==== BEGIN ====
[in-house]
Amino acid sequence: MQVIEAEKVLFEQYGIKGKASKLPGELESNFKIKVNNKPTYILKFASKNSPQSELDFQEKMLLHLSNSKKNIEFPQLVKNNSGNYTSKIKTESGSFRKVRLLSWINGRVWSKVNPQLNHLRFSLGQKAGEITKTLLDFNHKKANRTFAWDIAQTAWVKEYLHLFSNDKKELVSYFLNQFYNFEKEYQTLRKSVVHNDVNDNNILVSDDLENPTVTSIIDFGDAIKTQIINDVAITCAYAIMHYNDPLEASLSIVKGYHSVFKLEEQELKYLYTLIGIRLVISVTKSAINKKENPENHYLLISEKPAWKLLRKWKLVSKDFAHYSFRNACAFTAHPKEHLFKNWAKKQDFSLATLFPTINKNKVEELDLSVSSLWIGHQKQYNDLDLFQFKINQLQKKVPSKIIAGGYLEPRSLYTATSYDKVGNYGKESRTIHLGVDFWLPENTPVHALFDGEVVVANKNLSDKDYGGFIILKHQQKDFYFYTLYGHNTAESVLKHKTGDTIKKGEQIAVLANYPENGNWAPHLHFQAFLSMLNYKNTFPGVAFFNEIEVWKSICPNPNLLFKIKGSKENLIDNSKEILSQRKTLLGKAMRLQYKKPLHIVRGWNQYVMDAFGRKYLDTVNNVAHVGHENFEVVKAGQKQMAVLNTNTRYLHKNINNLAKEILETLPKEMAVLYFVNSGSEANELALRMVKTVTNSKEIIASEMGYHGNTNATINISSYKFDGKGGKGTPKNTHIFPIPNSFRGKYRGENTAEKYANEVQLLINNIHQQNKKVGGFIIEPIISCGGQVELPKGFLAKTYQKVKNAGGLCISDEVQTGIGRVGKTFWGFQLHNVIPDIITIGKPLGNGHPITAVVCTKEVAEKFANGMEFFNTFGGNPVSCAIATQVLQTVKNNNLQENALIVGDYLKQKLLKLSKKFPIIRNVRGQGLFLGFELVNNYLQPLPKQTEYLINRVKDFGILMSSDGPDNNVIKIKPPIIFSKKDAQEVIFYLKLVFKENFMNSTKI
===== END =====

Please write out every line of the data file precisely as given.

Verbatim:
[in-house]
Amino acid sequence: MQVIEAEKVLFEQYGIKGKASKLPGELESNFKIKVNNKPTYILKFASKNSPQSELDFQEKMLLHLSNSKKNIEFPQLVKNNSGNYTSKIKTESGSFRKVRLLSWINGRVWSKVNPQLNHLRFSLGQKAGEITKTLLDFNHKKANRTFAWDIAQTAWVKEYLHLFSNDKKELVSYFLNQFYNFEKEYQTLRKSVVHNDVNDNNILVSDDLENPTVTSIIDFGDAIKTQIINDVAITCAYAIMHYNDPLEASLSIVKGYHSVFKLEEQELKYLYTLIGIRLVISVTKSAINKKENPENHYLLISEKPAWKLLRKWKLVSKDFAHYSFRNACAFTAHPKEHLFKNWAKKQDFSLATLFPTINKNKVEELDLSVSSLWIGHQKQYNDLDLFQFKINQLQKKVPSKIIAGGYLEPRSLYTATSYDKVGNYGKESRTIHLGVDFWLPENTPVHALFDGEVVVANKNLSDKDYGGFIILKHQQKDFYFYTLYGHNTAESVLKHKTGDTIKKGEQIAVLANYPENGNWAPHLHFQAFLSMLNYKNTFPGVAFFNEIEVWKSICPNPNLLFKIKGSKENLIDNSKEILSQRKTLLGKAMRLQYKKPLHIVRGWNQYVMDAFGRKYLDTVNNVAHVGHENFEVVKAGQKQMAVLNTNTRYLHKNINNLAKEILETLPKEMAVLYFVNSGSEANELALRMVKTVTNSKEIIASEMGYHGNTNATINISSYKFDGKGGKGTPKNTHIFPIPNSFRGKYRGENTAEKYANEVQLLINNIHQQNKKVGGFIIEPIISCGGQVELPKGFLAKTYQKVKNAGGLCISDEVQTGIGRVGKTFWGFQLHNVIPDIITIGKPLGNGHPITAVVCTKEVAEKFANGMEFFNTFGGNPVSCAIATQVLQTVKNNNLQENALIVGDYLKQKLLKLSKKFPIIRNVRGQGLFLGFELVNNYLQPLPKQTEYLINRVKDFGILMSSDGPDNNVIKIKPPIIFSKKDAQEVIFYLKLVFKENFMNSTKI